New tax legislation has been introduced to Parliament that contains tax concessions for employees of small startup companies who are granted employee shares and options. Partner Sarah Bernhardt and Senior Associate Shaun Cartoon, members of Allens' Accelerate team, report.
How does it affect you?
- Under the proposed changes, eligible startup companies will be able to grant (from 1 July 2015) eligible options or shares to employees which will not be subject to Australian tax on grant, vesting or exercise
- Instead, the employee will be subject to capital gains tax (CGT), generally when the shares are sold. This means that the CGT 50 per cent discount will generally be available at that time
- As the proposed tax concessions are significant, there are important limitations to the concessions
The current tax provisions act as a significant disincentive for startup companies to offer employees shares and options as part of their remuneration.
In October 2014, the Federal Government announced as part of its Industry Innovation and Competitiveness Agenda that it would reform the tax treatment of employee share scheme (ESS) interests 'to bolster entrepreneurship in Australia and support innovative startup companies'. That announcement led to the Tax and Superannuation Laws Amendment (Employee Share Schemes) Bill 2015 which was introduced to Parliament on 25 March 2015.
Under the proposed changes, as of 1 July 2015, eligible startup companies will be able to grant to their employees certain options or shares where the employee will not be subject to Australian tax on grant, vesting or exercise. Instead, CGT will apply, generally when the shares are sold. This means the employee will not be required to pay tax on the ESS interests until a realisation event occurs. The CGT 50 per cent discount will generally be available at that time.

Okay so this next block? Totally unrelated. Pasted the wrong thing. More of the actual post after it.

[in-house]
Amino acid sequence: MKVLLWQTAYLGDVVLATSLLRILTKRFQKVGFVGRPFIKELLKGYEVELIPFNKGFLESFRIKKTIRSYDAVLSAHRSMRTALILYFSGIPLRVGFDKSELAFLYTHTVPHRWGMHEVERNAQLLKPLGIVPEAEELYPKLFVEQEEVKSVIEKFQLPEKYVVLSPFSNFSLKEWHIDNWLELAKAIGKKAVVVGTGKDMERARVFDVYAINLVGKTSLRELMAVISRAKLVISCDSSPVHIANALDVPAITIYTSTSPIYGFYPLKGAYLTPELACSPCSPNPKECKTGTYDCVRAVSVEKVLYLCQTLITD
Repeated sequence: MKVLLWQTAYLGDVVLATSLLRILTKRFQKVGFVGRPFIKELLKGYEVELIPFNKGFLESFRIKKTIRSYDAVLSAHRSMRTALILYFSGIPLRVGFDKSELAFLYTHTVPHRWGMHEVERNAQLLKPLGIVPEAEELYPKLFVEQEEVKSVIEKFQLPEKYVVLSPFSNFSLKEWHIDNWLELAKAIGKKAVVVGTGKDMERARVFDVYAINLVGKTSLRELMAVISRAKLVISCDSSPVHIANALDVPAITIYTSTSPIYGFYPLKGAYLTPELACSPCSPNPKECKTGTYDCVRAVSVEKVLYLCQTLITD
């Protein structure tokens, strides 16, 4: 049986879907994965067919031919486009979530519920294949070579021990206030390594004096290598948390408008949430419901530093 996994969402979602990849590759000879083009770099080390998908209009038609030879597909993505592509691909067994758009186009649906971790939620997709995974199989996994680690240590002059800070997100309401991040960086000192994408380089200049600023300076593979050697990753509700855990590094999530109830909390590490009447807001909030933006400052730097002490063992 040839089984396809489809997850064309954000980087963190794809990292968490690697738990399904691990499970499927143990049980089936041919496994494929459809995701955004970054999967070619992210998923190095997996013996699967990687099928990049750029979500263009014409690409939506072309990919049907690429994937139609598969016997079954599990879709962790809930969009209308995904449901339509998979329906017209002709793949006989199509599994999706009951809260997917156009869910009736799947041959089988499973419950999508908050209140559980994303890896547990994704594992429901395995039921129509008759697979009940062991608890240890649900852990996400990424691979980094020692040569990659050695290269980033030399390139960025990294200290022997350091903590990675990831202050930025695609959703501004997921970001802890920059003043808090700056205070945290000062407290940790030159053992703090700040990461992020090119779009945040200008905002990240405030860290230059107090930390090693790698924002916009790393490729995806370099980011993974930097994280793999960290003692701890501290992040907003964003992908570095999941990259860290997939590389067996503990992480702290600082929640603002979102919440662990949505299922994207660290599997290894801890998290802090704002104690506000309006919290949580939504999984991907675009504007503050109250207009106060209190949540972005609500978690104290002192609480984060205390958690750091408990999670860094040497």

Limitations to the concessions include a narrow definition of 'eligible' startups, a requirement that the exercise price of options be no less than the market value of a share on grant of the option, and a 15 per cent limit on the discount that can be provided on grant of shares. Where the tax concessions are not applicable, the proposed improvements to the taxation of ESS interests more generally may be relevant. For more on this, see our previous publication – Focus: Sensible changes proposed to the Australian taxation of ESS interests.
An employee who is awarded ESS interests will only be eligible to access the startup concessions where the startup company, the offer terms and the employee are all 'eligible'.
Is the startup company eligible?
- $50 million turnover limit: the ESS interests must be in a company that has an aggregated turnover not exceeding $50 million for the income year prior to the income year in which the ESS interests are granted. The concept of 'aggregated turnover' includes connected and affiliated entities but ignores certain eligible investments;
- The not-listed requirement: no equity interests in the company in which the ESS interests are granted (or its corporate group) can be listed on an approved stock exchange at the end of the company's most recent income year before the ESS interests are granted;